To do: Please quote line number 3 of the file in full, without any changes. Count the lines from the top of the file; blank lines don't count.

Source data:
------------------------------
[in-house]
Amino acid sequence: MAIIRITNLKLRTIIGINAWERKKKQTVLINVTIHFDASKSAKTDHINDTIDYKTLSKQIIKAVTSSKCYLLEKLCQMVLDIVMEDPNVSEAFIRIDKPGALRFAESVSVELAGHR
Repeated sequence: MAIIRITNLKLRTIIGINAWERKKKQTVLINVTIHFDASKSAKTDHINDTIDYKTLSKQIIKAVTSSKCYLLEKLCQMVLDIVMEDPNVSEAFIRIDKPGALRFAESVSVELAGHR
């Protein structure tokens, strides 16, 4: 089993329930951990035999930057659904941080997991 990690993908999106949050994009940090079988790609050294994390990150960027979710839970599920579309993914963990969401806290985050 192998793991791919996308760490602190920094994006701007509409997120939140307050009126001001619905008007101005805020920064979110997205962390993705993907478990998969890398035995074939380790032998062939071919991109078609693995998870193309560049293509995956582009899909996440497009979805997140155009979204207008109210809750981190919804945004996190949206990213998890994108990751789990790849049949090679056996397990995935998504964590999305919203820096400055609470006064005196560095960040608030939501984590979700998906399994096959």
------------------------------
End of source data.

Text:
Repeated sequence: MAIIRITNLKLRTIIGINAWERKKKQTVLINVTIHFDASKSAKTDHINDTIDYKTLSKQIIKAVTSSKCYLLEKLCQMVLDIVMEDPNVSEAFIRIDKPGALRFAESVSVELAGHR